As soon as I saw the F&G of THE BIPPOLO SEED AND OTHER LOST STORIES BY DR. SEUSS, it went to the top of the TBR pile. I spent some time this morning going down memory lane. Not only did I have the Seuss books growing up, but about a decade ago Random House invited me to go to the Seuss exhibit at San Diego State University for a lovely dinner. It was both a learning experience (at the time I had no idea what other things Seuss had done other than create a generation of readers). It was also a great time with colleagues. My better half had the chance to meet Bonnie Kunzel and Susan Fichtelburg as well as Adrienne and Lisa from RH. I think he finally figured out then and there why I love YALSA and RH so much. *sighs with memory*
Here are stories that appeared in magazines in the early 50s, finally located and presented within the pages of this remarkable book. The introduction by Seuss scholar Charles Cohen was incredible in its detail, and his insightful observations about each story helped place them in context for me before I read them. Stories about greed, about growing up and making one's way in the world, about being careful and following directions are all here, echoing more classic stories such as THE CAT IN THE HAT and TO THINK THAT I SAW IT ON MULBERRY STREET. This is a gem, one to share with our students as they return to us next school yeqar. <249>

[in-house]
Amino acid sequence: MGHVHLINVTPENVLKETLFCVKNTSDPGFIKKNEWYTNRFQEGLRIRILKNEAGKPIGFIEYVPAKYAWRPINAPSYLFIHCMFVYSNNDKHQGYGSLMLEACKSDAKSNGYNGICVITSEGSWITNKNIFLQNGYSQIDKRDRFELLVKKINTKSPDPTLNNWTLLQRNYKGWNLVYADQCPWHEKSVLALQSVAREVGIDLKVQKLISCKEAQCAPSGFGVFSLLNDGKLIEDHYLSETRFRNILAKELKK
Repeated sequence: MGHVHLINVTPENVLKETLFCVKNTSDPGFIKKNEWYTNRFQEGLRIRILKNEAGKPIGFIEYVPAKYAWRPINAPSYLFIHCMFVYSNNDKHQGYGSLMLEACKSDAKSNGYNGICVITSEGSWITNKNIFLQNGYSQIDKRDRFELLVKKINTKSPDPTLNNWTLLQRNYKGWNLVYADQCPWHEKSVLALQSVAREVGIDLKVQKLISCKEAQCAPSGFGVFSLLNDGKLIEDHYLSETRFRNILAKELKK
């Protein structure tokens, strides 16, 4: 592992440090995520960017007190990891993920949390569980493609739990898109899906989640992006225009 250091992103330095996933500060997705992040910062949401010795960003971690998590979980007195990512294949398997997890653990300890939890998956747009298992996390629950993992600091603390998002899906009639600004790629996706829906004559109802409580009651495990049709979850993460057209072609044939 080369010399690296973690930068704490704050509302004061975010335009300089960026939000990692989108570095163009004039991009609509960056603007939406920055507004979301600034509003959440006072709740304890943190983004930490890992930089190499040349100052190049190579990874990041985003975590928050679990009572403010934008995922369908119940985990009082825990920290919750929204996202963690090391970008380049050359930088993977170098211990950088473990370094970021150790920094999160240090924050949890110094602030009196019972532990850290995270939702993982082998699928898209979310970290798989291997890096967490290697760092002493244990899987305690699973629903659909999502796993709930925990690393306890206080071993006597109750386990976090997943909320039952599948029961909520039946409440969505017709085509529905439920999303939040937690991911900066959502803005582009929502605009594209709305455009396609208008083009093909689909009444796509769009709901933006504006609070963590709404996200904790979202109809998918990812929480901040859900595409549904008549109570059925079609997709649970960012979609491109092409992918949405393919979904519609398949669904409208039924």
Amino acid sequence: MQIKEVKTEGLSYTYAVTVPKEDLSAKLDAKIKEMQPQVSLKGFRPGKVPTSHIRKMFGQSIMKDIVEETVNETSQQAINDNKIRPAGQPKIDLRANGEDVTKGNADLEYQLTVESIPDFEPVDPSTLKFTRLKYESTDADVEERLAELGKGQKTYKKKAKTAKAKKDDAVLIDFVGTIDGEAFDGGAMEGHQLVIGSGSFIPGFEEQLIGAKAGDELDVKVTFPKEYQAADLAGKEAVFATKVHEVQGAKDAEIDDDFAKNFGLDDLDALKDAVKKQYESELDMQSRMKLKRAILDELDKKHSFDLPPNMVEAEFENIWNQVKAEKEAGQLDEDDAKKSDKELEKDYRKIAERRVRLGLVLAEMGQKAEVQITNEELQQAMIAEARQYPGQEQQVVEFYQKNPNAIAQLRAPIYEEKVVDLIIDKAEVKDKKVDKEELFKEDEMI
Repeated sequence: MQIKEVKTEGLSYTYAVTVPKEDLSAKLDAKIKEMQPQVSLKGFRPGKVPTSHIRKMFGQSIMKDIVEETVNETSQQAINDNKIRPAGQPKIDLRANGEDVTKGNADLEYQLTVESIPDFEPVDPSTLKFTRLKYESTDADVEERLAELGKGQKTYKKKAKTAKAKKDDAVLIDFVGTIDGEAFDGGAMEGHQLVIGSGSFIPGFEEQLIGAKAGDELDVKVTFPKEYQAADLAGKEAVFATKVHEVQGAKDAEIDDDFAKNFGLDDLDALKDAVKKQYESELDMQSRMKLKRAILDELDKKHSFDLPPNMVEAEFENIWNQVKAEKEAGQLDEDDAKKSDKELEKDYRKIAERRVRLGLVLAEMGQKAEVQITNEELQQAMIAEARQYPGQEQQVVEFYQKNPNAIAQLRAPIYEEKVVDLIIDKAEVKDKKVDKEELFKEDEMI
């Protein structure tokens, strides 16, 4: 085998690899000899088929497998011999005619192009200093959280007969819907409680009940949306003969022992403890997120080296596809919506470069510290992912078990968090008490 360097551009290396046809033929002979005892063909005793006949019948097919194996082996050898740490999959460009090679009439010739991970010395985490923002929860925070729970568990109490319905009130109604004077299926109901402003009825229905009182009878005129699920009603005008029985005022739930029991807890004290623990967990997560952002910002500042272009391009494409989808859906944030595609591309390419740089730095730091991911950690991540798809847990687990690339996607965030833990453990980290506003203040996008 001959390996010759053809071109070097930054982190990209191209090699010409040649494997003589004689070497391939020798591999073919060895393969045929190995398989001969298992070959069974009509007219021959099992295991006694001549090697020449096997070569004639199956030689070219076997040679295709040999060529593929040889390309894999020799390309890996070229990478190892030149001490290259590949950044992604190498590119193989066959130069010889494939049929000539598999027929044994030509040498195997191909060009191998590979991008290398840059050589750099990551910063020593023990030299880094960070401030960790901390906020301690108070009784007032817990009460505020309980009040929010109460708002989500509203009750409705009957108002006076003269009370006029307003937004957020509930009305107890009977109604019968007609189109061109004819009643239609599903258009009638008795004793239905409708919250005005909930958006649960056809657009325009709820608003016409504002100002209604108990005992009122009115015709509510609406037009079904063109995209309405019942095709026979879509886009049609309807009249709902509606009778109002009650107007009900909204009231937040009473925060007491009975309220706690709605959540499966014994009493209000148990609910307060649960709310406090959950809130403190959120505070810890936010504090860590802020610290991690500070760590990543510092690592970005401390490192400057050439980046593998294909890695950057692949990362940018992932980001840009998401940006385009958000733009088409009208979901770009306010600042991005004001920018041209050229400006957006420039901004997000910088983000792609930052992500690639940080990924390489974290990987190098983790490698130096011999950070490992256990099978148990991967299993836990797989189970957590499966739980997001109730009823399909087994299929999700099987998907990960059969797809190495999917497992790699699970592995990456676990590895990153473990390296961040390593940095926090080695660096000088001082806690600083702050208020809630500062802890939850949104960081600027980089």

I wanted to include this snippet from the introduction to demonstrate that Geisel (Seuss) was also someone who thought a great deal about the state of reading education at the time:
"School book publishing houses all have...lists...of words kids can be expected to read...How they compile these lists is still a mystery to me." (p. 16) He goes on to talk about the fact that some say kids can only retain X number of words and yet can speak and listen to countless more. Underestimating what kids and what books can do has a long history (sighing again).